“Aside from the challenges to internal funding listed above, there has been some margin pressure emanating from the provision of electricity and water (traditionally accounting for around 50% of revenue). In this regard, National Energy Regulator of South Africa (NERSA) has permitted Eskom to increase tariffs by a greater percentage than the increases allowed to the municipalities. Thus, while the real amount of income from electricity and water provision has been growing, the net margin earned has been decreasing.

“National Treasury has also been battling declining income and growing expenditure on social services. Thus there is less money available to provide to municipalities to cover their operating and infrastructure investment needs. As a result, National Treasury has indicated that municipalities cannot rely entirely on grants form infrastructure projects and has prompted them to seek ways to self-fund projects.

“Self-funding is really only available to the metros, and a few of the larger municipalities where there is a fairly diverse economic base from which to generate income. Smaller municipalities remain almost entirely dependent on grant funding. Traditionally, municipalities have relied on facilities from development agencies for the majority of debt funding. While this remains a critical component for larger municipalities with diverse sources of income, private sector sources have become available.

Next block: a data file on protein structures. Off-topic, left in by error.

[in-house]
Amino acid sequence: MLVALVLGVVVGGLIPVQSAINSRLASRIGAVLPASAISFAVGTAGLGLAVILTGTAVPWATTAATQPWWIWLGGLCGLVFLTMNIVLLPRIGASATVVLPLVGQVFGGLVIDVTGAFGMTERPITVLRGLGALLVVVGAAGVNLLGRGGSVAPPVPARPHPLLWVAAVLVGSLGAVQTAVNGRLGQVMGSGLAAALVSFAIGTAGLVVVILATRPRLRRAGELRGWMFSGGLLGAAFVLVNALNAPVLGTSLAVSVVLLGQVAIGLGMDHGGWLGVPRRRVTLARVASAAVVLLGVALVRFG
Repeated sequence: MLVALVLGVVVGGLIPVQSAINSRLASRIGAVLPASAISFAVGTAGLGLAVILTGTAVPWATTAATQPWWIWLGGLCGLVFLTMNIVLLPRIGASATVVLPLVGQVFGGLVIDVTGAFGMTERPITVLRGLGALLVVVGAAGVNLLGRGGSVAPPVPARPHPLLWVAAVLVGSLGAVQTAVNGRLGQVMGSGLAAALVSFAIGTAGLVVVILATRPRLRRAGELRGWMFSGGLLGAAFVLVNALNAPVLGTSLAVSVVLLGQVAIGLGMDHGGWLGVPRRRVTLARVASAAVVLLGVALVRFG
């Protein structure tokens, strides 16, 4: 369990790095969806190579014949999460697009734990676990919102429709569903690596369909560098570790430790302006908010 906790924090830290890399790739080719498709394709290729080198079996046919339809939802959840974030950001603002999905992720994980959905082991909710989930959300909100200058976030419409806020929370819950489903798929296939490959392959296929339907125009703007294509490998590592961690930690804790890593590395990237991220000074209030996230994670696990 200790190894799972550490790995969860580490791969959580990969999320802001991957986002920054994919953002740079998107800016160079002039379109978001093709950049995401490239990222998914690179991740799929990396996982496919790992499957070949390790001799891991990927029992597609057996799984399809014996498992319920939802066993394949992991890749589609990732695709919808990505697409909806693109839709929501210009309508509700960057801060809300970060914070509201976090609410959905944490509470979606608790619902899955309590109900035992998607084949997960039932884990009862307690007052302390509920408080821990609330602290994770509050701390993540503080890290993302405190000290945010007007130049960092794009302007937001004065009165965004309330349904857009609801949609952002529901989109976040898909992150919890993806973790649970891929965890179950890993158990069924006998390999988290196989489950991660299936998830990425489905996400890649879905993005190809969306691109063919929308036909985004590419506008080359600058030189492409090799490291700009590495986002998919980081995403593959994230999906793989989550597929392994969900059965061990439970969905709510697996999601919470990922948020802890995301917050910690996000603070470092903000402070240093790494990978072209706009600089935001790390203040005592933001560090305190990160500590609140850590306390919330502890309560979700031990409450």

All the major banks have sought to lend to stable municipalities. “From the banks’ perspective, a municipality provides a relatively low risk client, especially as they have cut back in lending to the private sector.”He says strong demand from the capital market investors has made bond issuances a viable option for larger municipalities.

The major benefit to municipalities is that these loans often have long dated maturities, and bonds need only be settled on the maturity date, as opposed to amortising loans typical of bank funding. In addition, competition by asset managers for bonds has maintained interest yields at relatively low levels.

According to Shevel, to date only three metros have issued bonds, but more are expected to do so.


The biggest challenge is the scale. The need for services is so widespread and continues to grow at a faster rate than infrastructure can be developed. In some way, success in infrastructure development has exacerbated the problem by enticing rural people to move into the large cities, placing great strain on the existing infrastructure, which has not been able to cope with the volumes. This divergence between expectation and the inability of infrastructure to maintain pace with the actual volume is often behind the service delivery protests.

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Issue 68